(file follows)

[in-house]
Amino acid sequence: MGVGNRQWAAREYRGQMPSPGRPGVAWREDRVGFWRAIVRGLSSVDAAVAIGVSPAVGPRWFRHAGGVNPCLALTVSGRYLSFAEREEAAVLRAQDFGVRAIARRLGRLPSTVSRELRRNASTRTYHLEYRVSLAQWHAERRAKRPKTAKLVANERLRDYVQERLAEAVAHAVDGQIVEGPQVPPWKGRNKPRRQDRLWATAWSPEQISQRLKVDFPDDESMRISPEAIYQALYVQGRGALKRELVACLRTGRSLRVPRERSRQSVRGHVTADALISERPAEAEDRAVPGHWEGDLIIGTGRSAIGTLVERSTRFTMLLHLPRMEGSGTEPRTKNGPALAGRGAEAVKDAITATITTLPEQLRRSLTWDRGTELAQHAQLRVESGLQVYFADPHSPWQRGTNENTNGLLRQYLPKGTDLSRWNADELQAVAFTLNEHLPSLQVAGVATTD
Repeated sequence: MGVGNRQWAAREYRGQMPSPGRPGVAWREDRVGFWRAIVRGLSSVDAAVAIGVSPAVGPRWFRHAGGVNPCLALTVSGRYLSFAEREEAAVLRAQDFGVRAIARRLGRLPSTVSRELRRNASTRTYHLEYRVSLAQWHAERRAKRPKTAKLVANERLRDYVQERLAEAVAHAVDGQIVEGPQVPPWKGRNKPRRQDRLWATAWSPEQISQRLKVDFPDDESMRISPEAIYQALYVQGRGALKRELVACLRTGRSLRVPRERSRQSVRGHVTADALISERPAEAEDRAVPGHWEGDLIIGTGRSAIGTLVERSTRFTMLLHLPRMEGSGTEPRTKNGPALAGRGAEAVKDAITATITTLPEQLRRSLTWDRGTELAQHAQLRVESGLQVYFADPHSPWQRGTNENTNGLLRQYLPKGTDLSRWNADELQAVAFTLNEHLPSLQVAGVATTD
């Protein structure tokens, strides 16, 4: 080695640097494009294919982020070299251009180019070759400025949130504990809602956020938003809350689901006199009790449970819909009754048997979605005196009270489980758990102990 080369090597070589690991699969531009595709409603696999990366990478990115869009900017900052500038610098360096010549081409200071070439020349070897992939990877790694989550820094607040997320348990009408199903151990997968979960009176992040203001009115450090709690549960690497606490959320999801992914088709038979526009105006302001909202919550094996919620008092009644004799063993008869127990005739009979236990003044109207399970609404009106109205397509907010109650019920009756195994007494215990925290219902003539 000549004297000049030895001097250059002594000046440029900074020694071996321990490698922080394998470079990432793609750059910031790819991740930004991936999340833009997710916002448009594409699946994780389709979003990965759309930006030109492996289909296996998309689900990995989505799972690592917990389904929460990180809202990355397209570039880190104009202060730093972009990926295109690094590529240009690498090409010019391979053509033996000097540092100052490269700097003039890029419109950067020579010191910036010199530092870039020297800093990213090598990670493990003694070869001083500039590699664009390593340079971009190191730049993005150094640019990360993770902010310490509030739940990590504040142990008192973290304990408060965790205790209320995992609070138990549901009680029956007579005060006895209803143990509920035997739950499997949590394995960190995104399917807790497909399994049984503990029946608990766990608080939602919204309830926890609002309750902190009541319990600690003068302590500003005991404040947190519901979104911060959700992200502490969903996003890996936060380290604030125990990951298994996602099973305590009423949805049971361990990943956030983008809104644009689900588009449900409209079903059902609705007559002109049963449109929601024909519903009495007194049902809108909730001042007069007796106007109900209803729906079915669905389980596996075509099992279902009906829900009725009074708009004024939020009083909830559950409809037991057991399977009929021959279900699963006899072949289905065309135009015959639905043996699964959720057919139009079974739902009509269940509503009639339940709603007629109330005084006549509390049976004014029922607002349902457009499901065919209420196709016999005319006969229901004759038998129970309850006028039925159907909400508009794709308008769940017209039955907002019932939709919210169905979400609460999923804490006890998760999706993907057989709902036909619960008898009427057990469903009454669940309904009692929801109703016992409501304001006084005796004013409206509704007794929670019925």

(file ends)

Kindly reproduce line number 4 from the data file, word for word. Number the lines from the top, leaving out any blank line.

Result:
């Protein structure tokens, strides 16, 4: 080695640097494009294919982020070299251009180019070759400025949130504990809602956020938003809350689901006199009790449970819909009754048997979605005196009270489980758990102990 080369090597070589690991699969531009595709409603696999990366990478990115869009900017900052500038610098360096010549081409200071070439020349070897992939990877790694989550820094607040997320348990009408199903151990997968979960009176992040203001009115450090709690549960690497606490959320999801992914088709038979526009105006302001909202919550094996919620008092009644004799063993008869127990005739009979236990003044109207399970609404009106109205397509907010109650019920009756195994007494215990925290219902003539 000549004297000049030895001097250059002594000046440029900074020694071996321990490698922080394998470079990432793609750059910031790819991740930004991936999340833009997710916002448009594409699946994780389709979003990965759309930006030109492996289909296996998309689900990995989505799972690592917990389904929460990180809202990355397209570039880190104009202060730093972009990926295109690094590529240009690498090409010019391979053509033996000097540092100052490269700097003039890029419109950067020579010191910036010199530092870039020297800093990213090598990670493990003694070869001083500039590699664009390593340079971009190191730049993005150094640019990360993770902010310490509030739940990590504040142990008192973290304990408060965790205790209320995992609070138990549901009680029956007579005060006895209803143990509920035997739950499997949590394995960190995104399917807790497909399994049984503990029946608990766990608080939602919204309830926890609002309750902190009541319990600690003068302590500003005991404040947190519901979104911060959700992200502490969903996003890996936060380290604030125990990951298994996602099973305590009423949805049971361990990943956030983008809104644009689900588009449900409209079903059902609705007559002109049963449109929601024909519903009495007194049902809108909730001042007069007796106007109900209803729906079915669905389980596996075509099992279902009906829900009725009074708009004024939020009083909830559950409809037991057991399977009929021959279900699963006899072949289905065309135009015959639905043996699964959720057919139009079974739902009509269940509503009639339940709603007629109330005084006549509390049976004014029922607002349902457009499901065919209420196709016999005319006969229901004759038998129970309850006028039925159907909400508009794709308008769940017209039955907002019932939709919210169905979400609460999923804490006890998760999706993907057989709902036909619960008898009427057990469903009454669940309904009692929801109703016992409501304001006084005796004013409206509704007794929670019925």